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nobodyzdream
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09 Apr 2008, 1:53 am

I'm not sure if any of you have any tips, as this is rather a foreign concept to me, and I'm not sure it will make a ton of sense to others.

I am attending an autism parent training course, and I am the only parent who is autistic in the class, it seems.

I'm having tremendous difficulty, as of course the things are all presented from NT perspective, and I do not know how to apply them to myself so that I can utilize the information.

Things that they see as a problem, I do not. Things I see as a problem, of course, they do not.

I'm enjoying the sessions VERY much so far, and I feel it is going to be tremendous help for my son, but my problem is... how do I keep on track with these things after the class?

A lot of this stuff, he needs to be able to do so that he can better communicate, lol, as he gets into a lot of awkward situations, and he would like to learn how to do things a different way to be more acceptable.

My problem is, I realize he needs to do these things, and wants to... but how in the world do I teach something that I don't do myself, or that I do not understand? I cannot see it from the NT perspective so much. I can see it in facts, yes, but I do not get the emotional aspect of it that they have. I don't have the frustrations in dealing with my son that they have with him, because I do the same stuff he does. It is natural for us.

So to accomplish this, I must figure out a way to make these behaviors more like a habitual thing without understanding them, because no one will ever have a proper response as to why the heck this stuff is even important. The only information I have to work with is that it's important to other people, which in the long run will benefit him to learn how to better communicate with others and all... it will help him get into less trouble in classes, etc., which will eventually help his stress level itself because he never knows what he's getting in trouble for since he does not understand the problem.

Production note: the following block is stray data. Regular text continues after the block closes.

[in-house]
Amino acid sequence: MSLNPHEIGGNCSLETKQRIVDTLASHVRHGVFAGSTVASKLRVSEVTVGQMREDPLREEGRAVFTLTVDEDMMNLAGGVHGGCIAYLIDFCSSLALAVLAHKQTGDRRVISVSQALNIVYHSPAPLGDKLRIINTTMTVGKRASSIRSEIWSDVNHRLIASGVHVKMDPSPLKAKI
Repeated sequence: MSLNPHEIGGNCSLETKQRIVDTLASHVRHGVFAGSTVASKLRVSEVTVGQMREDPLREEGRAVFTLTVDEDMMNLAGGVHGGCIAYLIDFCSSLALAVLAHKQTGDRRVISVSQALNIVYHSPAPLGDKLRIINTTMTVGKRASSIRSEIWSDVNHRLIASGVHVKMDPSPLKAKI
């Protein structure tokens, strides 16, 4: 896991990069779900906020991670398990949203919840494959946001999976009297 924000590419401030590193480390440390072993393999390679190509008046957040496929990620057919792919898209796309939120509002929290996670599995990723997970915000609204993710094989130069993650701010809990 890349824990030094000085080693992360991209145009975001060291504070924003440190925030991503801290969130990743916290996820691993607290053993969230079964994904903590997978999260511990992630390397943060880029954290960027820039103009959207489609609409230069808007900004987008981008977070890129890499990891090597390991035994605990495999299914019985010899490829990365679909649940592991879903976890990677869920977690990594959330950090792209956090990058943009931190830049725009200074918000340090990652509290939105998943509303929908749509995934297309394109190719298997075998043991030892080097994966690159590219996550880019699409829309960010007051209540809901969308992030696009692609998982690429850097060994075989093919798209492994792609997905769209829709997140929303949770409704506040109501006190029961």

Habit, repetition, is definitely going to be a big deal in accomplishing our goals with this, as I think things will be easier if he can at least do the important stuff. He can still question it all he likes, of course, but if he's doing it, he will be one step ahead (at least) of me.

So I understand that, I understand why I want to do it, I understand how it will benefit him-especially right now because it will help a lot with stressers... But how do I fight my own natural instinct to question all of these people and just blurt out "why must we do something simply because it is important to you? What is your exact reasoning for needing your son to do that?"

My tendency is to need information before I can apply anything. There MUST be a logical explanation, there MUST be a VERY visible response (not just a "it makes me feel good" type of response because I cannot read that) before it even registers that these things even are serving a purpose.

I want to question everything... I don't comprehend without reason... but when it comes to social things, there is very little reason I can be given. Just like stimming behaviors, which we just kind of do-sometimes there is a reason, sometimes not, social behaviors are the same way. They depend on the person, the situation, the mood, etc.